It is possible to use the current polarization level in America to be to our advantage in fashioning a new social contract. A useful starting point is that Eurocentrists and Multiculturalists fear each other and what the other might do if given the reins of power. Given the realities of Virulent Majoritarian Democracy and winner-take-all politics, each side fears the other. As a result, America’s elections have become a “blood sport” in which prevailing is an almost life or death proposition. Fear of the “Tyranny of the Majority” animates both sides. However, the potential for “mutually assured victimization” can be mitigated by what Judith Sklar calls the “liberation of fear.” It is the fear of an equally armed adversary that kept the peace during the Cold War. The same type of fear, fear of retaliation from a powerful political adversary, can help forge a lasting social peace in America. Fear can drive all to come together and negotiate a deal, a new social contract. It can cause us to forsake Virulent Majoritarian Democracy, injustice, unfairness, and exclusion, Identity Politics, zero-sum politics, and economics and opt for Representative Consensus Democracy and justice, fairness, and inclusion in as many areas of public life as possible.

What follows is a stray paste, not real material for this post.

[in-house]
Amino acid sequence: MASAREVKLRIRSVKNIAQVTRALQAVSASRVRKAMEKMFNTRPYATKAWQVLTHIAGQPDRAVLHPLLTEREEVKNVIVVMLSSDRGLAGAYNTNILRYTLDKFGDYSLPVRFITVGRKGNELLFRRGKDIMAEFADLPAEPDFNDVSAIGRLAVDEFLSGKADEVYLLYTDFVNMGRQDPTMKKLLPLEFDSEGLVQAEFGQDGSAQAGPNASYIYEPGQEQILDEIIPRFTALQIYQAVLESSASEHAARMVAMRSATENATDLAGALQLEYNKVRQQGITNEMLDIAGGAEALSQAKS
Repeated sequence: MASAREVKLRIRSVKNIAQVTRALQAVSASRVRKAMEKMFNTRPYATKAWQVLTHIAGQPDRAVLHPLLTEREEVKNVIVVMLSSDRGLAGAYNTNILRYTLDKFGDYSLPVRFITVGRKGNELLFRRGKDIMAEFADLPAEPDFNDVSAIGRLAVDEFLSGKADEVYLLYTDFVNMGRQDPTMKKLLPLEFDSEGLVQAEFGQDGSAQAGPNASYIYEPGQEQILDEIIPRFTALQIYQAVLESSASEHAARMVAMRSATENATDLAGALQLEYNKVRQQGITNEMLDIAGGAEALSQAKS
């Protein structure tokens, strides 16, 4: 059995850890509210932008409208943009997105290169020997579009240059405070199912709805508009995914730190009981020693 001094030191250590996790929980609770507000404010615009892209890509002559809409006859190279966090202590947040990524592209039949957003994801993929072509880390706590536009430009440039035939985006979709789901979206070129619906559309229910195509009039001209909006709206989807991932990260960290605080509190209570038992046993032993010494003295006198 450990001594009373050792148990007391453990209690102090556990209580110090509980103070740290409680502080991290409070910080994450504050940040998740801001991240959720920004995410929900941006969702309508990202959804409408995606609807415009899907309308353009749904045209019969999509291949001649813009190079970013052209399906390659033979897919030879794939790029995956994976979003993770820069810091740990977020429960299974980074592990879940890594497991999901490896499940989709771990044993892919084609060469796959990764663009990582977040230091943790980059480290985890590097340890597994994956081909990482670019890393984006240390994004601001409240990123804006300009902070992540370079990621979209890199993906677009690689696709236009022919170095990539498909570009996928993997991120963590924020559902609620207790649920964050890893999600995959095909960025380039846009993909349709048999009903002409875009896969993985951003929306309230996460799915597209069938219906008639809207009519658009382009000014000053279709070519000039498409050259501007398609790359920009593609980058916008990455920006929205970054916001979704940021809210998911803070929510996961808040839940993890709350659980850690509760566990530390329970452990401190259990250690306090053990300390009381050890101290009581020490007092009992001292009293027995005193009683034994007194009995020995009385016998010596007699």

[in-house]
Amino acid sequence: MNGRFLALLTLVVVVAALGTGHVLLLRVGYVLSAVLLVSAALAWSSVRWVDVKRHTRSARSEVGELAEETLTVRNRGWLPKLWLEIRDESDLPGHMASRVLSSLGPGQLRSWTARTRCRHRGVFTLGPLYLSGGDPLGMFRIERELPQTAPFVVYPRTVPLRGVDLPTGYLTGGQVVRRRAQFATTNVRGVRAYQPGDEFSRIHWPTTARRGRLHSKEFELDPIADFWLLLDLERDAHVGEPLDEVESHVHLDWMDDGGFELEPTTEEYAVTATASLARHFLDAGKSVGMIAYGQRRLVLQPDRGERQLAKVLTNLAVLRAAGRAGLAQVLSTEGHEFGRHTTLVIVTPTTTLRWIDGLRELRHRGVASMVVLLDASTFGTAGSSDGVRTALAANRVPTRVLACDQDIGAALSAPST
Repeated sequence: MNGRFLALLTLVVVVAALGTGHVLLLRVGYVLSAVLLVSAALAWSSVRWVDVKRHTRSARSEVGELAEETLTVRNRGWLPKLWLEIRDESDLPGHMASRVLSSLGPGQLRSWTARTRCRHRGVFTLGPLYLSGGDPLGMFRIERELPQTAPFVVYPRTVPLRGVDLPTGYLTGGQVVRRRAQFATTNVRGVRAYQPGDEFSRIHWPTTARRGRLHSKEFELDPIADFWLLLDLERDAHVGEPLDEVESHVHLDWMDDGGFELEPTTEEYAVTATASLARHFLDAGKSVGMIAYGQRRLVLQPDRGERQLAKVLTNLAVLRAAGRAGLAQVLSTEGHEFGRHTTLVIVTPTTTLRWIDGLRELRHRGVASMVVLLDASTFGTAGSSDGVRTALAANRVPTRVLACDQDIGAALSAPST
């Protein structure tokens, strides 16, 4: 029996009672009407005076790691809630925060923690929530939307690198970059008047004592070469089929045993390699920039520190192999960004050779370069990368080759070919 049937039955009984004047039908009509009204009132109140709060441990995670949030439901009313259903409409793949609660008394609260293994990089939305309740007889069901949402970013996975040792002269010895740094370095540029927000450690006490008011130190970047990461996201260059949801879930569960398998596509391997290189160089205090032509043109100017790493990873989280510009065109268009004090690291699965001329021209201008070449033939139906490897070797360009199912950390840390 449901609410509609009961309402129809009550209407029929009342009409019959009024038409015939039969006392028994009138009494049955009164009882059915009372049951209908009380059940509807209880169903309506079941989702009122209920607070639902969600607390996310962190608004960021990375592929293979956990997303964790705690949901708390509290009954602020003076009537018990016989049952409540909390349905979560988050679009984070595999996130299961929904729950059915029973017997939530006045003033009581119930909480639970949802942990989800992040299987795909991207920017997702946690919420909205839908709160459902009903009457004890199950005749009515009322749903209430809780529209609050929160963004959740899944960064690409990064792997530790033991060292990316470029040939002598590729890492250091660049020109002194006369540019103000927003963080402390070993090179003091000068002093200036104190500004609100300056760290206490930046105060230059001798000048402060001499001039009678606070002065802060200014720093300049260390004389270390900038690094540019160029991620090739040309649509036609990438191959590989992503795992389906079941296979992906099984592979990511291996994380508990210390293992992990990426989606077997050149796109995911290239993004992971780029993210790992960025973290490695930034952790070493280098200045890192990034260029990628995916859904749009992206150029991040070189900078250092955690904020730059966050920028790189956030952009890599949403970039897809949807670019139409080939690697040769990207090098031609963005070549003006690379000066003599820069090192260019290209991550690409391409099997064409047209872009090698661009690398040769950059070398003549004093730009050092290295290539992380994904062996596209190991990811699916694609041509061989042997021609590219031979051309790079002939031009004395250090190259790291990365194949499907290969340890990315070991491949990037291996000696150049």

We are now at a time of choosing; do we choose the “well-ordered society” and the realistic utopia of John Rawls and the “Beloved Community” and the “better world” of Dr. Martin Luther King, or do we choose the anarchic nightmare of Thomas Hobbes? We at W&A believe most will prefer the former, so we are reaching out to the people to engage with and solicit their buy-in and participation in forming the populist movement outlined in white paper no. 007.